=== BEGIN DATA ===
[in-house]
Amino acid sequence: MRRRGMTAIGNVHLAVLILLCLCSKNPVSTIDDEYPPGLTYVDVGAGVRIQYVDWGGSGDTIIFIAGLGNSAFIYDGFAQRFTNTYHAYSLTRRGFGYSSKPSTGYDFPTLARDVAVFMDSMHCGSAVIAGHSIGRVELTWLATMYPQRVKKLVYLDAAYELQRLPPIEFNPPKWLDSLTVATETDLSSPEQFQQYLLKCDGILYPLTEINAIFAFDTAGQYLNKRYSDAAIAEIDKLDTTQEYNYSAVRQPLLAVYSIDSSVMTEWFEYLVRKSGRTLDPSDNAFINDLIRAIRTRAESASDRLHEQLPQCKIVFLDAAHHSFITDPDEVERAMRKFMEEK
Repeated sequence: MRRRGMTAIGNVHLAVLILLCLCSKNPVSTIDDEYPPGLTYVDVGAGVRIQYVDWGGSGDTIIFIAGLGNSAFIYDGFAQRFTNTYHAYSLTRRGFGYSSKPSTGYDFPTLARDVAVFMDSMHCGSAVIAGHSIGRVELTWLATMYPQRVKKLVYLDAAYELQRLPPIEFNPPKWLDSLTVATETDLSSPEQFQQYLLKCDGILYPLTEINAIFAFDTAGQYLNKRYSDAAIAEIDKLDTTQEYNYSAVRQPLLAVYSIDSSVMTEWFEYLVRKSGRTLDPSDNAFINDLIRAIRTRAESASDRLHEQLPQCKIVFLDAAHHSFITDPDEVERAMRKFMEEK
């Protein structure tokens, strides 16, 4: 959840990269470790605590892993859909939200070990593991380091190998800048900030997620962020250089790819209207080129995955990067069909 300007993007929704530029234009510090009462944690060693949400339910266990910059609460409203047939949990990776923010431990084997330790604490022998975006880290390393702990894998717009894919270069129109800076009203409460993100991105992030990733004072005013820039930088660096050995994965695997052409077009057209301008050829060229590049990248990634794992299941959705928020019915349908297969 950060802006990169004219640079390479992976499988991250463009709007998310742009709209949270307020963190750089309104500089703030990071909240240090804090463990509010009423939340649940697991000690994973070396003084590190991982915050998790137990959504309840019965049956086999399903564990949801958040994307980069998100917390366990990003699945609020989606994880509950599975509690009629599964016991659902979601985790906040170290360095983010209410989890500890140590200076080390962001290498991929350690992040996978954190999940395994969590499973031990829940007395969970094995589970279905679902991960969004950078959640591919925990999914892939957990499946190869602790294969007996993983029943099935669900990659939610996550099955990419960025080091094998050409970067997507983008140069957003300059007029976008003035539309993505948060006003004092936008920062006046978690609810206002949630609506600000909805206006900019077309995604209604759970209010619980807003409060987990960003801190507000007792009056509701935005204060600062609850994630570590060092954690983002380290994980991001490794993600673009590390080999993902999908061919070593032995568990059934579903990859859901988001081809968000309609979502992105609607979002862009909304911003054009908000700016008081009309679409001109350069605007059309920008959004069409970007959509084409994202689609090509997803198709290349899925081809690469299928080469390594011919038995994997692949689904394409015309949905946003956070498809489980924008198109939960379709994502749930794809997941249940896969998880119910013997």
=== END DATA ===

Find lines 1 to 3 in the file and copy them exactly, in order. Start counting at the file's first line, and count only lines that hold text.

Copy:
[in-house]
Amino acid sequence: MRRRGMTAIGNVHLAVLILLCLCSKNPVSTIDDEYPPGLTYVDVGAGVRIQYVDWGGSGDTIIFIAGLGNSAFIYDGFAQRFTNTYHAYSLTRRGFGYSSKPSTGYDFPTLARDVAVFMDSMHCGSAVIAGHSIGRVELTWLATMYPQRVKKLVYLDAAYELQRLPPIEFNPPKWLDSLTVATETDLSSPEQFQQYLLKCDGILYPLTEINAIFAFDTAGQYLNKRYSDAAIAEIDKLDTTQEYNYSAVRQPLLAVYSIDSSVMTEWFEYLVRKSGRTLDPSDNAFINDLIRAIRTRAESASDRLHEQLPQCKIVFLDAAHHSFITDPDEVERAMRKFMEEK
Repeated sequence: MRRRGMTAIGNVHLAVLILLCLCSKNPVSTIDDEYPPGLTYVDVGAGVRIQYVDWGGSGDTIIFIAGLGNSAFIYDGFAQRFTNTYHAYSLTRRGFGYSSKPSTGYDFPTLARDVAVFMDSMHCGSAVIAGHSIGRVELTWLATMYPQRVKKLVYLDAAYELQRLPPIEFNPPKWLDSLTVATETDLSSPEQFQQYLLKCDGILYPLTEINAIFAFDTAGQYLNKRYSDAAIAEIDKLDTTQEYNYSAVRQPLLAVYSIDSSVMTEWFEYLVRKSGRTLDPSDNAFINDLIRAIRTRAESASDRLHEQLPQCKIVFLDAAHHSFITDPDEVERAMRKFMEEK